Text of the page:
Interesting Black History: California, Los Angeles and Ventura County

Learn More about Influential Black People and Historic Places in our Local Communities

By Brenna Gutell February 24, 2024

Black History is not exclusive to "other" parts of our great nation, there were so many people and places that made their mark and influenced our country's history right here in California and our local communities in and around Los Angeles and Ventura County. Did you know the name "California" came from a 16th century Spanish novel with a dark skinned warrior queen named Calafia from the Island of California

We all know the "big" names and places, but let's take the time to also learn about some of the lesser known California, Los Angeles and Ventura County local historical people and places with our families. Although many notable people and places are centered in or near northern California and Los Angeles, we did have our own locals who made history right here in Agoura Hills, Malibu and nearby in Ventura. Much of what I discovered was new to me and might be to you too. This story begins before the United States was officially a country, way back when California was a Spanish colony then later a territory of Mexico.

February is Black History month, but there is no reason we shouldn't be learning about, honoring and celebrating the people and the places who helped change our nation, our state and our local communities - all year long. 

Are you looking for fun things to do with your family? Why not have fun and learn at the same time by visiting some of these local historical places, parks and museums next time you are looking to head out for a day of adventure with your family in or near Conejo Valley, Los Angeles and Ventura County!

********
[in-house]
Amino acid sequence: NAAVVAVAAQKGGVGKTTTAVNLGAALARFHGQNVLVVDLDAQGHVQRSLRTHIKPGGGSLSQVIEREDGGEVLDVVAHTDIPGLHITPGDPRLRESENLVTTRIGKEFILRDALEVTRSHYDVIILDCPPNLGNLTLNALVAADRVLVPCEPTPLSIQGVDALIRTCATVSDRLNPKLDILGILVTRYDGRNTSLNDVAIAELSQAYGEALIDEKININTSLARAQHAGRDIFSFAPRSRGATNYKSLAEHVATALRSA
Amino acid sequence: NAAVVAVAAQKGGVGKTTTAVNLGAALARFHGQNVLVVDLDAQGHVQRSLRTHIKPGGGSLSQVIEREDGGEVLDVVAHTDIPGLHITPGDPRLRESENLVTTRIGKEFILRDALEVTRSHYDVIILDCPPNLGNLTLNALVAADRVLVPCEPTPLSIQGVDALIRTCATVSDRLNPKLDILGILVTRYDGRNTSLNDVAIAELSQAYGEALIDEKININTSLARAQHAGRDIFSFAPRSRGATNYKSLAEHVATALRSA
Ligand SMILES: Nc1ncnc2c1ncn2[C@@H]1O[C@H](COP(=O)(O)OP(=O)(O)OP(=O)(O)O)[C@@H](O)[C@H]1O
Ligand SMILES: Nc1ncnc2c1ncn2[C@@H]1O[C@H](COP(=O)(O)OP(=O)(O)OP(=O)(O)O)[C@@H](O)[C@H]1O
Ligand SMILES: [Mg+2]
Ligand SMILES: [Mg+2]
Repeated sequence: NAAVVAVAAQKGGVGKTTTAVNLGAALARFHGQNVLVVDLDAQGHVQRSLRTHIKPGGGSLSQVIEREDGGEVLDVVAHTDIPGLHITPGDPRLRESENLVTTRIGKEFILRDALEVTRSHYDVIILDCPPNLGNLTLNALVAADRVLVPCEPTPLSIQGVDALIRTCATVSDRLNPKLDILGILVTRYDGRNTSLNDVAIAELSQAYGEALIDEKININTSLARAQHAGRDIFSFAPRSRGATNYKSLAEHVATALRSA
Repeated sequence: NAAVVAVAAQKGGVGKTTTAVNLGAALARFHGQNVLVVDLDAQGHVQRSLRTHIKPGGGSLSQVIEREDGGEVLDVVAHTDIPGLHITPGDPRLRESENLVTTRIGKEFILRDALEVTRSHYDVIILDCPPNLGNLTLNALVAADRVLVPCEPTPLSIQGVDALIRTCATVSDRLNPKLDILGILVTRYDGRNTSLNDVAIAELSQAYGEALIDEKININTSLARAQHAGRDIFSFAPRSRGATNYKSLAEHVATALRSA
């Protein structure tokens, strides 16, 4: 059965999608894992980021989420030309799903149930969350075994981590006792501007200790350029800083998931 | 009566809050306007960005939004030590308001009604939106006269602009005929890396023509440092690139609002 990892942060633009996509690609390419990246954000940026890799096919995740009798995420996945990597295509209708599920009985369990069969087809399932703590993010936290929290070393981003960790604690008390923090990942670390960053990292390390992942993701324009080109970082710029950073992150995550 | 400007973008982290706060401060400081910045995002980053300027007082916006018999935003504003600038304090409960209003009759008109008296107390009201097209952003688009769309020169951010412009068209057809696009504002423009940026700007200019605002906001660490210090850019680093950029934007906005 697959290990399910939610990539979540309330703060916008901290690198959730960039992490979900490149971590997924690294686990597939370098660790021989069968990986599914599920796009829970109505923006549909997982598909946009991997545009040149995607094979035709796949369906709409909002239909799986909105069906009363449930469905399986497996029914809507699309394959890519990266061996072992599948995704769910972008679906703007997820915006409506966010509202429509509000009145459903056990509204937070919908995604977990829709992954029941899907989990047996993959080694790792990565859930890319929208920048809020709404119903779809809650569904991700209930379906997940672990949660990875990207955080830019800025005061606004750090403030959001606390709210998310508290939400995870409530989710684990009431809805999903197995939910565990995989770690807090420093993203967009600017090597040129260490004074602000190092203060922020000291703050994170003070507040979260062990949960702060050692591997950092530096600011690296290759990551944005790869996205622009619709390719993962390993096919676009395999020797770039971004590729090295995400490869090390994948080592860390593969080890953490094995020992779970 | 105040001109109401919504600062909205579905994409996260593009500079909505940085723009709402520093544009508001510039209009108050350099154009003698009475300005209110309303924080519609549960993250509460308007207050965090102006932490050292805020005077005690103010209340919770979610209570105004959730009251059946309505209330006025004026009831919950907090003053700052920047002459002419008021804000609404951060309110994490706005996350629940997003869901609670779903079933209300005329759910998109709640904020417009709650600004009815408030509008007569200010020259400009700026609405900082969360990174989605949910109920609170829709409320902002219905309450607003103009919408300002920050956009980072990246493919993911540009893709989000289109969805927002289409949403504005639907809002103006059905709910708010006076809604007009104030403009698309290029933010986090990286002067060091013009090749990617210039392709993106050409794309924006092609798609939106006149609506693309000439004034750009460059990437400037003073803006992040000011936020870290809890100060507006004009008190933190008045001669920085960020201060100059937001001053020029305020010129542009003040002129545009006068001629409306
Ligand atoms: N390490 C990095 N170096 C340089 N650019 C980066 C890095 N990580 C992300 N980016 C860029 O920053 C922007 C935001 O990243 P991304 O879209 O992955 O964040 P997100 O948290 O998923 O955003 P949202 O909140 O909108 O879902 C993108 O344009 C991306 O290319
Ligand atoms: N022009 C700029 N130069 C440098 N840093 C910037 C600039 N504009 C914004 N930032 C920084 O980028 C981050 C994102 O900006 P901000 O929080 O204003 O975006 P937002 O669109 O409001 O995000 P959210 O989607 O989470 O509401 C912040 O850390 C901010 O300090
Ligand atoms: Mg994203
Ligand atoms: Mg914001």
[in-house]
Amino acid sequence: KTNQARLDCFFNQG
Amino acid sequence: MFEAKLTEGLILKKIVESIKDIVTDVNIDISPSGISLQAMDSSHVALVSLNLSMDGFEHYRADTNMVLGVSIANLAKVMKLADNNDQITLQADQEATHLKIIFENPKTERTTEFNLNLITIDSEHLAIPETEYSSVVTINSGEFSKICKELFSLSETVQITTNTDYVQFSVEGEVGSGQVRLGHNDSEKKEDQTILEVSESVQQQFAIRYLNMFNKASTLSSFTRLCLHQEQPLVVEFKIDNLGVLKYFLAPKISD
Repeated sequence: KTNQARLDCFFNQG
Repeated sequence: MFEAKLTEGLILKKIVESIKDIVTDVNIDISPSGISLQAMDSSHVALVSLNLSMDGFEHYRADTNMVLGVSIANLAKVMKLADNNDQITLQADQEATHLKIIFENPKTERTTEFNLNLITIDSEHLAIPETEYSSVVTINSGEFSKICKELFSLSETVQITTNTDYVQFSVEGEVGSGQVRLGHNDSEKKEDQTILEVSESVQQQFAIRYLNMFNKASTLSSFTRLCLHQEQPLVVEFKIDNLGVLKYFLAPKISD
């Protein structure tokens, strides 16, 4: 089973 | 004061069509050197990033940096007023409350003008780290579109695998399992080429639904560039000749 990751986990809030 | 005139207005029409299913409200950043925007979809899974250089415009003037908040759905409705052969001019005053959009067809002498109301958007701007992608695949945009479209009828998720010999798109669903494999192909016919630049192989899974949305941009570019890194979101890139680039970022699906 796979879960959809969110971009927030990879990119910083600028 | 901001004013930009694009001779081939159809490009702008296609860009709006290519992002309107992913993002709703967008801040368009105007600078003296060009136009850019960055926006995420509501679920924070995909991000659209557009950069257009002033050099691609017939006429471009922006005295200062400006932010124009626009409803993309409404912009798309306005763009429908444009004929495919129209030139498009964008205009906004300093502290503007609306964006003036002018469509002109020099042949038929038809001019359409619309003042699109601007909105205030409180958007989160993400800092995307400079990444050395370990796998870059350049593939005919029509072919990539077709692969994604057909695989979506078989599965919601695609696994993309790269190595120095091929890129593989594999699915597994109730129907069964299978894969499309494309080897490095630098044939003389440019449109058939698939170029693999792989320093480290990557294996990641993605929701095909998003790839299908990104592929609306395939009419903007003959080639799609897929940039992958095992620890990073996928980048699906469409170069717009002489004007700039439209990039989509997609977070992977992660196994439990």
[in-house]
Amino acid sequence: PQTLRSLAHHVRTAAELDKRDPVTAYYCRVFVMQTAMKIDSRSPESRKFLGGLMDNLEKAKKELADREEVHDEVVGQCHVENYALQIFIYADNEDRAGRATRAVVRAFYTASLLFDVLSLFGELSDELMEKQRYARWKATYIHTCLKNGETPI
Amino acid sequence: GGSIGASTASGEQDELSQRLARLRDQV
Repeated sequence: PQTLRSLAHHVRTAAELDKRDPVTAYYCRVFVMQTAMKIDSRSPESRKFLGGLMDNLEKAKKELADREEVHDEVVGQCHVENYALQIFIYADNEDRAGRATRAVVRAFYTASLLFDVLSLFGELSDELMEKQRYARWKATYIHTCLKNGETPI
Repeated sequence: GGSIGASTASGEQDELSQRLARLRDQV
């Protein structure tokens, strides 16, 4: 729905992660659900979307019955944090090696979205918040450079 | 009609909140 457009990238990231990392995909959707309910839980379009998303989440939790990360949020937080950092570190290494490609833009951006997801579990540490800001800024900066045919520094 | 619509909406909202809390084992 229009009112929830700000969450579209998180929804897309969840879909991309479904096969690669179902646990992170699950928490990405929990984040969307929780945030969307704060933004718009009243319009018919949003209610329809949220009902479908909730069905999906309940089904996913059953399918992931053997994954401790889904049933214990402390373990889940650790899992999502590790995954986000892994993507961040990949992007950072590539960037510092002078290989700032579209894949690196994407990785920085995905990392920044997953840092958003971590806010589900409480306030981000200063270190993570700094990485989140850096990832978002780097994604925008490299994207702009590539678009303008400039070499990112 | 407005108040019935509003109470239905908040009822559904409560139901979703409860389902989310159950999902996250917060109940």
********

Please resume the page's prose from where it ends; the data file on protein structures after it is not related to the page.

Early California History

Afro-Latinos from Mexico

Among the earliest non-indigenous people to arrive in California were hundreds of people descendant from African slaves who were originally taken to Mexico during the fifteenth and sixteenth centuries. Spanish Captain, Juan Bautista de Anza led an expedition in 1774 to opened up a new supply route from northern Sonora to California. With the establishment of this overland route, many Afro-Latinos migrated to California from Mexico, making up about 20 percent of the area's population by 1790. 

Unlike the rest of America, California was a place where Afro-Latino, Mestizo, European, and Indigenous people lived side by side, frequently intermarrying. For the most part, early California provided Afro-Latinos with opportunities they wouldn't have had in Mexico either, where rights and privileges were reserved for Spaniards of “pure blood.” Although European-born Spaniards controlled most of California society, Afro-Latinos and Mestizos did manage to gain some political and economic influence during the Spanish and Mexican periods of California's early days. These early settlers changed the landscape when they established towns and settled ranches across the state, most notable in; Los Angeles, San Diego, Monterey, and San Jose. Some acquiring properties and wealth along the way, as well as serving in high-ranking positions in both the military and the government. By contrast, most Black people in the United States in the eighteenth and early nineteenth centuries were enslaved - even "free" African-Americans enjoyed few, if any, legal rights in the U.S.

Mid 1800s